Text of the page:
Many species in mountains have to choose between higher temperatures or decreased oxygen levels


Photo credit: Dean Jacobsen, University of Copenhagen

 As a result of global warming many species are currently shifting altitudinal distribution in mountain areas. Even though most move to higher altitudes, there are large differences among species, and some even shift downward to lower altitudes. A recently published paper in the acclaimed journal Frontiers in Ecology and the Environment from the Ecological Society of America presents a theory that might contribute to our understanding of these differences among species.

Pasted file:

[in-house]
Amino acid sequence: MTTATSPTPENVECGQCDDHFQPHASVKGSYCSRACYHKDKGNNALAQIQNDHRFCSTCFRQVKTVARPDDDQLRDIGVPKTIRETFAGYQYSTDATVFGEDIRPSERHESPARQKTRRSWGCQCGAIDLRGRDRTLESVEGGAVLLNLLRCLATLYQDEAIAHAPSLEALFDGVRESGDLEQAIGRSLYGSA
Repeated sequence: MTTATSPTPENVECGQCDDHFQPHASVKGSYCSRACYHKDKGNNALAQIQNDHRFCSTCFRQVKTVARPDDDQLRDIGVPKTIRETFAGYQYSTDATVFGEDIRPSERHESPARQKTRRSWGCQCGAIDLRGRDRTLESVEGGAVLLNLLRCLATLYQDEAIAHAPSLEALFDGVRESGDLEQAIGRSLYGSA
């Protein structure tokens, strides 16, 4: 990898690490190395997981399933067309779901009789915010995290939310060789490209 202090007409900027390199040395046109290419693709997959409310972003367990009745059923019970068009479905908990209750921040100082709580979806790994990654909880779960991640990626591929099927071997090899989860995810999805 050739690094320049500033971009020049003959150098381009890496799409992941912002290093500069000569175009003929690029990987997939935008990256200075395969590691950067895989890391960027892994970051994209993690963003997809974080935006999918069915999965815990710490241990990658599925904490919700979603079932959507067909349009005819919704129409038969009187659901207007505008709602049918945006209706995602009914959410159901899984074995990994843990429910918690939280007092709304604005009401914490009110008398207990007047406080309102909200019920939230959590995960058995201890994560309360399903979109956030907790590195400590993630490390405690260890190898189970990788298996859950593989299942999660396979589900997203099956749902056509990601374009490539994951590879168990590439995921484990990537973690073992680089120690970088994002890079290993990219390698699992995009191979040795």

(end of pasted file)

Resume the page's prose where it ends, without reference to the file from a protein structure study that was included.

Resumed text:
Due to climate warming species distribution models predict upwards shifts of altitudinal ranges. However, observed range shifts vary grossly among species. Often upward shifts appear to overshoot, or lag behind temperature-based model predictions. Also downward shifts, although rather counterintuitive in a climate warming perspective, are observed. These differences among species are interesting, and have usually been explained by differences in dispersal capacities and biotic interactions may contribute to differences between expected and observed range shifts.

In a paper recently published in the acclaimed journal Frontiers in Ecology and the Environment from the Ecological Society of America, Dean Jacobsen, Freshwater Biological Section, presents a completely new theory that might contribute to our understanding of these puzzling differences in altitudinal shifts among species, at least for ectothermic (ie so-called cold-blooded) aquatic animals.

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Read the article in Frontiers: